Acre of land finds its way home to the Suquamish Tribe
It was more than 100 years in coming. But with cedar boughs to sweep it clean, and a fire to help the spirit find its way back yesterday...
Seattle Times staff reporter
OLD MAN HOUSE PARK, Kitsap County — It was more than 100 years in coming.
But with cedar boughs to sweep it clean, and a fire to help the spirit find its way back yesterday, this land became home to the Suquamish people once more.
Leonard Forsman, chairman of the Suquamish Tribe, wiped away tears of joy as he received a deed from state Parks and Recreation Commission officials on behalf of his elders and his people at a beachfront ceremony to commemorate the return of an acre of land after a century in the hands of others.
"Today I felt the dream was realized," Forsman said. "Not only of the house site, getting that back, but the songs, the dances, the feeling of being a tribe again.
"That is what overwhelmed me. The pride, all the people that withstood what they did, to see the recovery of our people despite all the odds. To see all the people here today, including the nontribal people that did this because it was something in their hearts. It was just the right thing to do."
This spot was home to the Suquamish people for at least 1,700 years. By about 1790, the cedar-plank longhouse called Old Man House was built here. It was as wide as 60 feet, and as it was added to over the years, it stretched for as long as 600 feet down the beach of Agate Passage.
The site was dug out with clamshells and the house posts raised with help from neighboring tribes.
Families, each with their own fire, lived and gathered here, including Chief Seattle, for whom Seattle is named, who was born to a Suquamish father and Duwamish mother. The tribe's principal village, called D'Suq'Wub ("clear salt water"), was here, with as many as 1,000 people living under one roof at Old Man House.
Chief Seattle died in 1866, and Old Man House was ordered destroyed by the U.S. government in 1870 to discourage communal life. So Suquamish families lived in a village of cabins around the former site of the longhouse. All of about 890 members of the modern Suquamish Tribe trace their roots to that village site, Forsman said.
The U.S. War Department acquired Old Man House village in 1904 for an artillery station, and the Suquamish agreed to move, believing they could return if the department didn't need the land. The department never used the property, and in 1937 it sold the 70 acres where Old Man House once stood to a construction firm, which later sold it to a developer.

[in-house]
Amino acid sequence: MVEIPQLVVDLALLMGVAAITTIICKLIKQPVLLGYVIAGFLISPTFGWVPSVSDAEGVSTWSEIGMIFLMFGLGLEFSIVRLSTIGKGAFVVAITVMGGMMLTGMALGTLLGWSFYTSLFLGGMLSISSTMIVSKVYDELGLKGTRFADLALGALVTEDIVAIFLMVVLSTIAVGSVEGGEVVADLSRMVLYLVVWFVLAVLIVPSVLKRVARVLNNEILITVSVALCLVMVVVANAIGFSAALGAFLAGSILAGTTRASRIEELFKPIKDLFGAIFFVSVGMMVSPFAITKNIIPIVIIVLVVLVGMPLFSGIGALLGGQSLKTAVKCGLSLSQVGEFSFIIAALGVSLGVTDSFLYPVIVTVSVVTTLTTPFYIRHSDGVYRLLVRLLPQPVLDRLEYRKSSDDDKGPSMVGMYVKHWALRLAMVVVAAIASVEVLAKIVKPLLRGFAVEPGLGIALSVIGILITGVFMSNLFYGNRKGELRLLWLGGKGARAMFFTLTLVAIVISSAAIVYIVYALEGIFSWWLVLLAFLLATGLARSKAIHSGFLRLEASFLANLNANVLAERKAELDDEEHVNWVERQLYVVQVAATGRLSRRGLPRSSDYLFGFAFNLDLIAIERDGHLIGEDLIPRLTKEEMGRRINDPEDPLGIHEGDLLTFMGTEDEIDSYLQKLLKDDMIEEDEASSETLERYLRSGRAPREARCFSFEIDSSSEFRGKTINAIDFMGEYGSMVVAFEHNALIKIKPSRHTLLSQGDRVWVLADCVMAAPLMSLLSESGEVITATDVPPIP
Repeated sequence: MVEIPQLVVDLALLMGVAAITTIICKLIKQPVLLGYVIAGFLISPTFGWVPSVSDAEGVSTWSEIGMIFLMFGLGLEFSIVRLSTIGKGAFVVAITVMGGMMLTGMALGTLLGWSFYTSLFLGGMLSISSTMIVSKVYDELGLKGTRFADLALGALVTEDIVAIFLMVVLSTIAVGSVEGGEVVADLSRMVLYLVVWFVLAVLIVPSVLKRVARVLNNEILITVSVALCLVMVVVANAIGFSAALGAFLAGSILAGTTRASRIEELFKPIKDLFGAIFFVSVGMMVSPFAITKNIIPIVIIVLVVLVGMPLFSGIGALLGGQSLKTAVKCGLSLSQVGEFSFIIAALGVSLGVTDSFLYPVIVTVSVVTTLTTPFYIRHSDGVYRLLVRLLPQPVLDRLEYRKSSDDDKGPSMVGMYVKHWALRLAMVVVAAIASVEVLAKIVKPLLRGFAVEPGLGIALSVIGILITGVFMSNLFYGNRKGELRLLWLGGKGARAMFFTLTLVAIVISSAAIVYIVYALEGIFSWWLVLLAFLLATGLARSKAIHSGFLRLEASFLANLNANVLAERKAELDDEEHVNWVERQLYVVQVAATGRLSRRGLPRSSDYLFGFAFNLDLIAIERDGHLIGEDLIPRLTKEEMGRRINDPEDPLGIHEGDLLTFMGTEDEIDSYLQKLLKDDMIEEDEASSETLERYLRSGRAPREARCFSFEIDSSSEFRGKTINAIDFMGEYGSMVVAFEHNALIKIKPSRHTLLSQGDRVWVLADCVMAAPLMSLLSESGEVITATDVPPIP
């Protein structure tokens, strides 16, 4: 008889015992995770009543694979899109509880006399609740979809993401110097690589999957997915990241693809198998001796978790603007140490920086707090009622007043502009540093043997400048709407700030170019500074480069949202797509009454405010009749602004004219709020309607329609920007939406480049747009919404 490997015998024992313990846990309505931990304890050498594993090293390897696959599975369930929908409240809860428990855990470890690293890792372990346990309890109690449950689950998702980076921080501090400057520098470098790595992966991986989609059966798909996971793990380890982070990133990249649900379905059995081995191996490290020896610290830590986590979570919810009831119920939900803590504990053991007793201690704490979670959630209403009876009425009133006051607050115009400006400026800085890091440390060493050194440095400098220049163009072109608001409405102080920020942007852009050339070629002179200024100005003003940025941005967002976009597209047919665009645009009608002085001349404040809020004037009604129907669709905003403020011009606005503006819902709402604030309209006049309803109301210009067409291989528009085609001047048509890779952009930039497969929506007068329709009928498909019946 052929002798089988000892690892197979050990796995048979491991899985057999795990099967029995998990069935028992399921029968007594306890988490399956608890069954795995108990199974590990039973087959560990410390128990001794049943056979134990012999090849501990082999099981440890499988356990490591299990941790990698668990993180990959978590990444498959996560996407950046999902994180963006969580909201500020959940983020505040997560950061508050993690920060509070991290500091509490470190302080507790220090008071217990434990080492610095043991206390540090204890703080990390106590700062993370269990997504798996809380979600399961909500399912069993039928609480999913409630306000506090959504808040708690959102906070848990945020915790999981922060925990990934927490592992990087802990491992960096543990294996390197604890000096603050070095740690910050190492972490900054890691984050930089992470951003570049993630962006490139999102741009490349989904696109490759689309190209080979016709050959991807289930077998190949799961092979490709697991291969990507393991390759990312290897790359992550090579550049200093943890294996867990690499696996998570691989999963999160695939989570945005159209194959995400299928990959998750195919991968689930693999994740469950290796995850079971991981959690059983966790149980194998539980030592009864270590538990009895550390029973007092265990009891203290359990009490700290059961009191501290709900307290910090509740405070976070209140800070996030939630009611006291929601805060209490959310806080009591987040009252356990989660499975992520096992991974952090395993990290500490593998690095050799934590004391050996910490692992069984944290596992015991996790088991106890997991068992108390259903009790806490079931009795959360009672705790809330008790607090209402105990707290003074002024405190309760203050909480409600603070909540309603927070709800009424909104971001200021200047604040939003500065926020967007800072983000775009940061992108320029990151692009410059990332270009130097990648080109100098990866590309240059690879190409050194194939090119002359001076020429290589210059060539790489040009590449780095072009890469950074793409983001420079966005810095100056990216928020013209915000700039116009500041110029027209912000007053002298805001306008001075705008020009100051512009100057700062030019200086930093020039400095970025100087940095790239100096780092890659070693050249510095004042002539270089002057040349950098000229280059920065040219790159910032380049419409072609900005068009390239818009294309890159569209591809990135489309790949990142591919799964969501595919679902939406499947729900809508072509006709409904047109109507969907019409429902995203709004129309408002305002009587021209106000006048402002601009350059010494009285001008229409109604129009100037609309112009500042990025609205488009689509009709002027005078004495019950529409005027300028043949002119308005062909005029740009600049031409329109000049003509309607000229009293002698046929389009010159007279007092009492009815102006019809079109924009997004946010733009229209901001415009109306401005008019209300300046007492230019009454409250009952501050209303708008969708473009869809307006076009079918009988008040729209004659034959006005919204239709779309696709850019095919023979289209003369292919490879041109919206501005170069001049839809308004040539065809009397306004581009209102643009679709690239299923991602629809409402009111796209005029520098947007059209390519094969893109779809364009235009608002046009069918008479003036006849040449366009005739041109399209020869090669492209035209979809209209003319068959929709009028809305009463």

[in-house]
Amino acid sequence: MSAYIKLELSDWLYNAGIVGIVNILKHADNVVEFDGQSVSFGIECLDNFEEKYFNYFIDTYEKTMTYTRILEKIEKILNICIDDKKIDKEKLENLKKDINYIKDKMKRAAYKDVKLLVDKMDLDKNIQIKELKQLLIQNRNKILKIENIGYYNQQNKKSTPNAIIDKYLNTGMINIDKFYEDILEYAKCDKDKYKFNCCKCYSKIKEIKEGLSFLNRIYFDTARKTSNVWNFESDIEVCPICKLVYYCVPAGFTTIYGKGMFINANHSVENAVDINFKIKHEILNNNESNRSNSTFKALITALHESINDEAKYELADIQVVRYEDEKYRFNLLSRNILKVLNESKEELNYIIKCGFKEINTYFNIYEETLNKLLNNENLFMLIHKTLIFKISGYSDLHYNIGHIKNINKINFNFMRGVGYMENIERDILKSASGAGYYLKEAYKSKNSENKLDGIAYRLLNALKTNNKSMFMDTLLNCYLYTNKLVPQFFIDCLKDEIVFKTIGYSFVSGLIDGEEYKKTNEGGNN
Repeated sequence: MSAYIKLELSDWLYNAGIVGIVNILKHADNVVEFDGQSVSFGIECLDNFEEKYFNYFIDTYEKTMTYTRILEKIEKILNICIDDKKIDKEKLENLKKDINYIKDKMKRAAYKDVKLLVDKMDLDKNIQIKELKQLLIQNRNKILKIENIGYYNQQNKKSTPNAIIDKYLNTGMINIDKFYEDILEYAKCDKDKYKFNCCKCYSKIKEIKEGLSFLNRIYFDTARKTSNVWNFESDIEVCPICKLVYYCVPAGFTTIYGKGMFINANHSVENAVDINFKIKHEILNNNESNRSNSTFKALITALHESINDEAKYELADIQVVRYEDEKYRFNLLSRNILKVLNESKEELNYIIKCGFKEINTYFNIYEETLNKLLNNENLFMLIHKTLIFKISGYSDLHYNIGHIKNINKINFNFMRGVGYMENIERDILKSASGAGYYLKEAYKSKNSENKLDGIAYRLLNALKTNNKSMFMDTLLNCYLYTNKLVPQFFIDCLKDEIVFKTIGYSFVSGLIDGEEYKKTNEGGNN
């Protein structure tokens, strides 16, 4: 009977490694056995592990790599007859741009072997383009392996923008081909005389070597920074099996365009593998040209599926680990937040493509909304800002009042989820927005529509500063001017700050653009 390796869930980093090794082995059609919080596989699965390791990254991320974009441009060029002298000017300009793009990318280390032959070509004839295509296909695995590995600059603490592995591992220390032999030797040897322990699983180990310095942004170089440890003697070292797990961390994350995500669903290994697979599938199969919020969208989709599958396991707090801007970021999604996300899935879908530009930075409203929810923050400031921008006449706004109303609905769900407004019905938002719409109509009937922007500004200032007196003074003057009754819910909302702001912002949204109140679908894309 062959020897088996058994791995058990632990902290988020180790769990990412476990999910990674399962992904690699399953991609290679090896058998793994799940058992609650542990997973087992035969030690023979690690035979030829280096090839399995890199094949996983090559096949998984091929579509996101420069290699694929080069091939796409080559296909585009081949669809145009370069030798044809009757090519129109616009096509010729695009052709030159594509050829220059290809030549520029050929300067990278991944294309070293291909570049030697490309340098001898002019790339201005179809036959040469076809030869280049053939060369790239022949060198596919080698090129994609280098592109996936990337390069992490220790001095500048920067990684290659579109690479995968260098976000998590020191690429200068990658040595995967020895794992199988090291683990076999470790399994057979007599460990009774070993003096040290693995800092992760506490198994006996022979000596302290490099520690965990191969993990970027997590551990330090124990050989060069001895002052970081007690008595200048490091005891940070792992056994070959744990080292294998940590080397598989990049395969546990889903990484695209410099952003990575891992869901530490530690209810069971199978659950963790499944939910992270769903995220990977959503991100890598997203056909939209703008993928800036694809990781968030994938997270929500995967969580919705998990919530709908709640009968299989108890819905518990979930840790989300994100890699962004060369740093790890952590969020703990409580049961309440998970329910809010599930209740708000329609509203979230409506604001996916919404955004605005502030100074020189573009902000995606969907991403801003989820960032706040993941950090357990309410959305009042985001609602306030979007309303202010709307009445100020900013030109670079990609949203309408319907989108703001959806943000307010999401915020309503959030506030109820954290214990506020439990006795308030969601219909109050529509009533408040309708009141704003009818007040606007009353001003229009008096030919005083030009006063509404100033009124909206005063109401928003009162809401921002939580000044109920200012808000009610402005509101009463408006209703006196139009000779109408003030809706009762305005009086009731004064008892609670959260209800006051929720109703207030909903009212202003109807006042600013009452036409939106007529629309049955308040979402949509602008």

The state Parks Commission acquired one acre of the former 70-acre parcel in 1950, establishing Old Man House Park to preserve part of the longhouse site.
Informal discussions with the tribe about returning the land began in 1983, and later the tribe worked with neighbors to develop a management plan that would continue to allow public access.
The idea prompted controversy. Tribal member Shayna Bagley, now 18, said she remembers trying to address a crowd of opponents and being shouted down for speaking her native language.
"I was expecting a normal gathering, with hospitality like we always show," Bagley said. "I didn't know those people were going to be angry, I didn't know they hated us."
The transfer, though, was approved by the state Parks Commission last summer. And yesterday, people from all walks of life gathered to wish the tribe well and celebrate the return of the land.
"With all the heart I've got, welcome home," said Mickey Fearn, chairman of the Parks Commission, and the crowd broke into applause.
Elders kept time with rattles, eagle-feather fans, or patted their bare palms as Suquamish singers, and a drum group belted out a celebration song.
The landscape itself seemed to cheer, with a sullen morning chill and fog giving way to sun, lighting the clear, tumbling salt water that is this tribe's namesake.
Kirk Knighton, who lives near the park, said he was relieved.
"I am so glad it worked out this way; it's just one acre, but it's very symbolic," he said.
"This is an evolutionary step, where people understand it is not about land ownership, it's about everyone belonging," Knighton said. "A lot of people in the neighborhood have had their eyes opened by this. It's the start of something."
With red ochre painted on his cheeks and a red bandanna around his forehead, Delbert Miller, a spiritual leader of the Skokomish Tribe, blessed the ground.
As he sang, Suquamish tribal members brushed cedar boughs over the land to cleanse it, circling a fire on the beach "so the spirit will come home to the Suquamish people, it will know where to come home to," Miller said.
After the deed was officially handed over, tribal members struck up a paddling song. Along with tribal elders and Rex Derr, the state parks director, paddlers slipped off in canoes to the tribal center to feast and celebrate.
"It is just so good to see everyone come together, everyone is celebrating, no matter what color or religion," said Dolores Mills, a Suquamish tribal elder. "There is so much love, just the feeling of it, it is like the sun shining, it's warming our hearts."
Lynda V. Mapes: 206-464-2736 or email@example.com
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